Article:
13. Currently watching QT in 1/2 hr delay and it seems to me the only attack the LNP have is to attack labor over the no CT quote. Thats going to wear a bit thin after 2 1/2 years I think.

    If 52-48 is the 2pp in essential poll thats to be expected and I can’t see it getting any worse than that.

  14. Well I think Tony lost that one and what a great tactic by the PM to stop question time. It shows the opposition up as a rabble, no more, no less.

  15. [Plus, they think their God will save the planet. They should remember the story of Sodom & Gemorrah!

    Pass me the salt please!
    ]
    Isn’t that how they get rid of leeches?

  16. [Well that sure beats holding the Government to account with constructive and probing questions.]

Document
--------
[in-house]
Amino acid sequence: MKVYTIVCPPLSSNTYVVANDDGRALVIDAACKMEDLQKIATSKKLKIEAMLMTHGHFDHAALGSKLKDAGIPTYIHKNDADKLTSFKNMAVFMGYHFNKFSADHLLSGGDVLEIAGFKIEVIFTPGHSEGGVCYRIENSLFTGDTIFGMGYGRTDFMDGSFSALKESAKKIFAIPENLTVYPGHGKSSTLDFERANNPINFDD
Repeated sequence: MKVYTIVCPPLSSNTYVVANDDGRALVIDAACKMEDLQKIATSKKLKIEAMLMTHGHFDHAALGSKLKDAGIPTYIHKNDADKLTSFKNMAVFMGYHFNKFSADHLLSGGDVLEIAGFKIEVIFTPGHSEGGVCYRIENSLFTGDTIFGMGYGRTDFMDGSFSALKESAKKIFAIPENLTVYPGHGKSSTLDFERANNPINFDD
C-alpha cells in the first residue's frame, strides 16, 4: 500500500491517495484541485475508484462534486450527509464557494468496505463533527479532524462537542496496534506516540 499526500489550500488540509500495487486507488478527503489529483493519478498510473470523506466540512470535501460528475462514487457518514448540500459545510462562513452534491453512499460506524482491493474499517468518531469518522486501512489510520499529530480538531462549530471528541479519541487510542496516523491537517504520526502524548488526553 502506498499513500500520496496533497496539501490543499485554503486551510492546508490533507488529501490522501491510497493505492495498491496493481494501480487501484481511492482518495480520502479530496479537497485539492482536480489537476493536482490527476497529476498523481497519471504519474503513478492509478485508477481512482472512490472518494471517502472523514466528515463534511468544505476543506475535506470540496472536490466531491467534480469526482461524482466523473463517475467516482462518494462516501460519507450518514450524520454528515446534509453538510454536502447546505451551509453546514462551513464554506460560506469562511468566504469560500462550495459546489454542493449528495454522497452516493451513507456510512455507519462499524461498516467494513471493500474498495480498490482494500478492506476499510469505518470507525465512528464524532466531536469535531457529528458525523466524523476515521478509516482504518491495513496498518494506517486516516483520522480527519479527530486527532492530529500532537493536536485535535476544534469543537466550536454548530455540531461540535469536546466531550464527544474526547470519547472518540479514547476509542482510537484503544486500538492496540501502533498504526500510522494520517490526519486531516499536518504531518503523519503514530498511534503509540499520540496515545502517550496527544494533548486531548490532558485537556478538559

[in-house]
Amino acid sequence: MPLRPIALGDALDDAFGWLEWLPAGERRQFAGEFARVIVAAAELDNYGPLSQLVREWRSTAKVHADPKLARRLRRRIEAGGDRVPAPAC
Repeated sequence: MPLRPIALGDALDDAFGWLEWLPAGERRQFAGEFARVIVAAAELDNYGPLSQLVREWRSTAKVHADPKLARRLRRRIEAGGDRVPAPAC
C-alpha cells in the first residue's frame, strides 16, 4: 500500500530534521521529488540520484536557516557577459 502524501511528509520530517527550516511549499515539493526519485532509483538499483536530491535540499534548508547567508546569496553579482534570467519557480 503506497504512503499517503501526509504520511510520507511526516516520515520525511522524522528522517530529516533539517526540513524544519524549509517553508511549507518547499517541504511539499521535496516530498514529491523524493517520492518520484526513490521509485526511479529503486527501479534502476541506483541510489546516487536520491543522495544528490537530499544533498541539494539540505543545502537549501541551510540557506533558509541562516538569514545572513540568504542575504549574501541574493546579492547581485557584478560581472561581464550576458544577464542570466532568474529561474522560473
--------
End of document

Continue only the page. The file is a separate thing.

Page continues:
That worked out so well for Turnbull and Grechgate that Abbott has sworn off that approach.

  17. Puff

    The only good thing to come out of the bullbutter from TA and JH was the opportunity to give the PM the response that she did. It was calm, measured, to the point and showed leadership and not rabid ranting.

    It will be interesting to see how it is spun in OO and their ABC.

  18. Why are the opposition running useless censure motions that are just going to be defeated? Maybe they are trying to stop the government from answering their questions, considering it is a wipe out for the Oppos most of the time.

  19. so what where the number and did katter vote.

    the ess, i think william said that they did this over one week when they usually do it over two so how can you read that then
    perhaps they should stick to their formula?

  20. [#katinacurtis | 33 seconds ago